I’ve become an advocate of sorts for the homeless of Arizona in the last few years. Working at the health department, I have seen how and why folks become homeless. There are holes in our social nets, but! But. There are also fiercely strong sections too.

Flagstaff Shelter Services is one of those strong ropes, providing nightly shelter for more than 80 folks year round, and day services to another 200 or more who need to get inside for a meal, or to do laundry. They are having an annual fundraiser in a couple weeks, including a silent auction. I can’t attend the event, but I sent this sweater:

Latest baby sweater

Latest baby sweater

Latest baby sweater

A baby sweater isn’t going to solve much, but it is what I can do for now. That and talk about homelessness and what we can all do to further strengthen our communities to help those most in need. While there are those who say homeless folks enjoy their culture and “want to be on the streets,” — I promise you those are far and few between.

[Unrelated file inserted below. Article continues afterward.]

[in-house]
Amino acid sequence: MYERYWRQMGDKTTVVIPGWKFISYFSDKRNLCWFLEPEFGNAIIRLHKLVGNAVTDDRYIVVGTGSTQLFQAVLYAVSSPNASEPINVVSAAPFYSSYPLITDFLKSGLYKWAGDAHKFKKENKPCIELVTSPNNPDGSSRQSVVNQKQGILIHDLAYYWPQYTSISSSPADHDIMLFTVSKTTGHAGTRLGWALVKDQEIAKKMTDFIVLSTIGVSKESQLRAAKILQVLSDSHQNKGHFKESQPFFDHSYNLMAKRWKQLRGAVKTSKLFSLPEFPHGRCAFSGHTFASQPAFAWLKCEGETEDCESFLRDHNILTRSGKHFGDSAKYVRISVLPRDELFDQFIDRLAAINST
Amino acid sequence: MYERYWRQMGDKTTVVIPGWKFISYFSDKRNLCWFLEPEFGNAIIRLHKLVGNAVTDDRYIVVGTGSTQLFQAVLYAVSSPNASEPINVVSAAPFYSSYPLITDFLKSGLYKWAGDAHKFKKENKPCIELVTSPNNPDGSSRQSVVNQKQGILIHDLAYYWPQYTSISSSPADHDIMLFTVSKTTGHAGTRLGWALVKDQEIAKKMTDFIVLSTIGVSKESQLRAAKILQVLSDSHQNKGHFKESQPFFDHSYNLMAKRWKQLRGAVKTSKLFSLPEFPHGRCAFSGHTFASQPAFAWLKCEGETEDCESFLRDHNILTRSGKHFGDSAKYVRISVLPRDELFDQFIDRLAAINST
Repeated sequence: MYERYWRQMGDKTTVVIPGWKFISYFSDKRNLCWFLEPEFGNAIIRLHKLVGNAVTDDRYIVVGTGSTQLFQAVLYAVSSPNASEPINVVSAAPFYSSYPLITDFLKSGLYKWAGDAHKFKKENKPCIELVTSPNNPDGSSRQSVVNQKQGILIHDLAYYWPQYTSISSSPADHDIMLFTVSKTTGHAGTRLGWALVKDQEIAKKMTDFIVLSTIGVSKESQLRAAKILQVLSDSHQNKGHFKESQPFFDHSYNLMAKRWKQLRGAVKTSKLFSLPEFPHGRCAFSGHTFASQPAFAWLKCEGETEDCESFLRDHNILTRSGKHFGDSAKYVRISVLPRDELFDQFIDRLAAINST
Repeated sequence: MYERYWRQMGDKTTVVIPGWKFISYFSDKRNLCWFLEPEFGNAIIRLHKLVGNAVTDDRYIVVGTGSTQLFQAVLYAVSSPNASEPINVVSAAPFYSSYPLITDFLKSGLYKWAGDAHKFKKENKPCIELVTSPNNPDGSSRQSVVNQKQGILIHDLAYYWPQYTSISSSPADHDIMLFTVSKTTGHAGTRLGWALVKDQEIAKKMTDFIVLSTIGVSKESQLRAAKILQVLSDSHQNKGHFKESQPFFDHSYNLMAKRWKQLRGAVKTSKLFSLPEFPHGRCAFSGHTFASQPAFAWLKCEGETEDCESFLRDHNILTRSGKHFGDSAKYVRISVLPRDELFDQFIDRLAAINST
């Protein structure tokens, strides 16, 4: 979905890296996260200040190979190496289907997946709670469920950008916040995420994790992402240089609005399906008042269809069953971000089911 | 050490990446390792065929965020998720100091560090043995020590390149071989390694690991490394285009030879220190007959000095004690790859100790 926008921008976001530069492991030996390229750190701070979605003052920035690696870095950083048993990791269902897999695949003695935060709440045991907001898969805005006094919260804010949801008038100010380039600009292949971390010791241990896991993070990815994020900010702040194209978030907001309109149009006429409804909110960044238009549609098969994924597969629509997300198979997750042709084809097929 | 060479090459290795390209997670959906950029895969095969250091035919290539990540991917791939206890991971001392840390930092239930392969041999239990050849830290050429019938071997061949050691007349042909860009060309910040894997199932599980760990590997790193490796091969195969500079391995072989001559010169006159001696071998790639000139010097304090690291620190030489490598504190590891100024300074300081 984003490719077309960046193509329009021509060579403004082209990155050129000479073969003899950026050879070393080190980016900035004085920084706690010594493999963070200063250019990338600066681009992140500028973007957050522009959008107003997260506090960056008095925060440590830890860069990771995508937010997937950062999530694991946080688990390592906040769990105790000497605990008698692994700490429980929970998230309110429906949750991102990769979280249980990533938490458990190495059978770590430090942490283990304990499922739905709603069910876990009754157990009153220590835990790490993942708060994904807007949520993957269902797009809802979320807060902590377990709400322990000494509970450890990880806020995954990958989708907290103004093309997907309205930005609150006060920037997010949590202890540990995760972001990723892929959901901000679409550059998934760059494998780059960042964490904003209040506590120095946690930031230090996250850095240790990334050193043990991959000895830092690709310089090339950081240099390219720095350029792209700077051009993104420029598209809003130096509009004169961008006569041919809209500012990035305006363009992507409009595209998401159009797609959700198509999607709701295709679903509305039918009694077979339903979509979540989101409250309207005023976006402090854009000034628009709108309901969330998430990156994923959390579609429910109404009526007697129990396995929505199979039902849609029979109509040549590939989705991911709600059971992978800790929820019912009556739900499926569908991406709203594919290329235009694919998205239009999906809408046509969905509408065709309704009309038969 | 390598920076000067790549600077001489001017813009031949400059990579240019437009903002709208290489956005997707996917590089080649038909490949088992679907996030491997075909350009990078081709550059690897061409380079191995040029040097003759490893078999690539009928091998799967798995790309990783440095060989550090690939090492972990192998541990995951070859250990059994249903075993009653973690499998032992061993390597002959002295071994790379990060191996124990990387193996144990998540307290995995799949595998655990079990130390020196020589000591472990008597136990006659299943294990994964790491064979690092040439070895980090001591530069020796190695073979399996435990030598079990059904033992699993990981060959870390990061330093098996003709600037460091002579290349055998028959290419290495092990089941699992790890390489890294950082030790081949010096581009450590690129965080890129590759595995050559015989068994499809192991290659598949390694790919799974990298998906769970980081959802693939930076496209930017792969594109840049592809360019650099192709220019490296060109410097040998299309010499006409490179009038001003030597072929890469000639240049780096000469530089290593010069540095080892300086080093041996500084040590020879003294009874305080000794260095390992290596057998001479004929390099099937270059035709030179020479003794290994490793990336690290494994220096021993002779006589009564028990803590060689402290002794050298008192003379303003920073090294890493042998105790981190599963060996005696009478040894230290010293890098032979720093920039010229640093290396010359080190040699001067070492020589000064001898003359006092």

Many in Flagstaff, and Phoenix and Tucson and all the towns between, are families who hit a rough spot and faced eviction. Sleeping in their cars led to further problems and a loss of employment. A bad car accident without health insurance left them penniless. Serving in the military left them with nightmares and the inability to trust, much less work. A substance abuse problem, an abusive partner, a series of bad decisions left them vulnerable and without a home.

These are the more common stories.

I know there are many of you who read this blog from your own communities in Maine, Texas, England, Australia, Japan and South Africa. I know that we face different social issues but each of our neighborhoods have those who need a bit of help, a hand up — as they say. It is delightful to support FSS and iHelp in Tempe, Chandler and Mesa — two organizations that truly are helping the homeless find work, get established and start over.

We are all the same, whether we are on the streets or comfortable in our warm beds. We want to be safe. We want to be loved. Our lives matter.